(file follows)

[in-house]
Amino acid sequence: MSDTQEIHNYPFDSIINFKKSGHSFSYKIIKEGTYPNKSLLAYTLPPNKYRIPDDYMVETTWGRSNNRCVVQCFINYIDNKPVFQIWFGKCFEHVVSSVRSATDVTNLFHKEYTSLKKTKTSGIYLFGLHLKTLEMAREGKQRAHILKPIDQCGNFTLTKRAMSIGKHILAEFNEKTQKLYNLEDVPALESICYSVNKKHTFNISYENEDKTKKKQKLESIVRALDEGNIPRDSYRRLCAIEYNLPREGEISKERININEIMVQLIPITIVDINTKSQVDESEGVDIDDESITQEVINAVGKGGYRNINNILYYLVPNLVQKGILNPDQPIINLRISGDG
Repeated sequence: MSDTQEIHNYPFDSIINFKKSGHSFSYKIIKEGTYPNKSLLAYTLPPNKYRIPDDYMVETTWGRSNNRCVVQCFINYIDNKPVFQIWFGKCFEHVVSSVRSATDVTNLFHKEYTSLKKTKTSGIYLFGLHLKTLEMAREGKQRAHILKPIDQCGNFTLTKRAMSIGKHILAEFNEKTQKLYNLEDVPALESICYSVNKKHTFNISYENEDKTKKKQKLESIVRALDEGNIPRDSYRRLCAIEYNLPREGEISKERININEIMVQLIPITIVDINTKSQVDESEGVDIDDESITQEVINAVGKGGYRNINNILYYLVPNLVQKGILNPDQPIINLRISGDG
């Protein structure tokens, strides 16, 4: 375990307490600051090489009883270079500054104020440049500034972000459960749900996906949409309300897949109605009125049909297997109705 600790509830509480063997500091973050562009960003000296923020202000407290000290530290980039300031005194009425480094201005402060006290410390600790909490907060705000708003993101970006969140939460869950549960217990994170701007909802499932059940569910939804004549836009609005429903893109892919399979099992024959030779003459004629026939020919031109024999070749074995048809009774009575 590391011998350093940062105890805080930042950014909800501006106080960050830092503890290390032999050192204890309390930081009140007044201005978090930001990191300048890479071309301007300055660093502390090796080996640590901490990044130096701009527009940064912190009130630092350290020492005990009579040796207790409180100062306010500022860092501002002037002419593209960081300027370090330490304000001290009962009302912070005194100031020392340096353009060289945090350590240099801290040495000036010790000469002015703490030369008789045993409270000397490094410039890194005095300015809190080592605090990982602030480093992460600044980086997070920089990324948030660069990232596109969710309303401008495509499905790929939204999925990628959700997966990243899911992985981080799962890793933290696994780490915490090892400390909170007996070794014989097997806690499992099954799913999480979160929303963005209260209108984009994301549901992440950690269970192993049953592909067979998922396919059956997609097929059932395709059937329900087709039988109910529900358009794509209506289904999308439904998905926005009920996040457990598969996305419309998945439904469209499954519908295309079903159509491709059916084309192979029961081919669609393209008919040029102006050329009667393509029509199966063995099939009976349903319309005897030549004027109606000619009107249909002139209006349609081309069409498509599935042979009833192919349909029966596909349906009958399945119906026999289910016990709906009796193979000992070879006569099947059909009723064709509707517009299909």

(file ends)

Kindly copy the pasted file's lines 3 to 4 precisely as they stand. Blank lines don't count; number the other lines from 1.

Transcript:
Repeated sequence: MSDTQEIHNYPFDSIINFKKSGHSFSYKIIKEGTYPNKSLLAYTLPPNKYRIPDDYMVETTWGRSNNRCVVQCFINYIDNKPVFQIWFGKCFEHVVSSVRSATDVTNLFHKEYTSLKKTKTSGIYLFGLHLKTLEMAREGKQRAHILKPIDQCGNFTLTKRAMSIGKHILAEFNEKTQKLYNLEDVPALESICYSVNKKHTFNISYENEDKTKKKQKLESIVRALDEGNIPRDSYRRLCAIEYNLPREGEISKERININEIMVQLIPITIVDINTKSQVDESEGVDIDDESITQEVINAVGKGGYRNINNILYYLVPNLVQKGILNPDQPIINLRISGDG
């Protein structure tokens, strides 16, 4: 375990307490600051090489009883270079500054104020440049500034972000459960749900996906949409309300897949109605009125049909297997109705 600790509830509480063997500091973050562009960003000296923020202000407290000290530290980039300031005194009425480094201005402060006290410390600790909490907060705000708003993101970006969140939460869950549960217990994170701007909802499932059940569910939804004549836009609005429903893109892919399979099992024959030779003459004629026939020919031109024999070749074995048809009774009575 590391011998350093940062105890805080930042950014909800501006106080960050830092503890290390032999050192204890309390930081009140007044201005978090930001990191300048890479071309301007300055660093502390090796080996640590901490990044130096701009527009940064912190009130630092350290020492005990009579040796207790409180100062306010500022860092501002002037002419593209960081300027370090330490304000001290009962009302912070005194100031020392340096353009060289945090350590240099801290040495000036010790000469002015703490030369008789045993409270000397490094410039890194005095300015809190080592605090990982602030480093992460600044980086997070920089990324948030660069990232596109969710309303401008495509499905790929939204999925990628959700997966990243899911992985981080799962890793933290696994780490915490090892400390909170007996070794014989097997806690499992099954799913999480979160929303963005209260209108984009994301549901992440950690269970192993049953592909067979998922396919059956997609097929059932395709059937329900087709039988109910529900358009794509209506289904999308439904998905926005009920996040457990598969996305419309998945439904469209499954519908295309079903159509491709059916084309192979029961081919669609393209008919040029102006050329009667393509029509199966063995099939009976349903319309005897030549004027109606000619009107249909002139209006349609081309069409498509599935042979009833192919349909029966596909349906009958399945119906026999289910016990709906009796193979000992070879006569099947059909009723064709509707517009299909």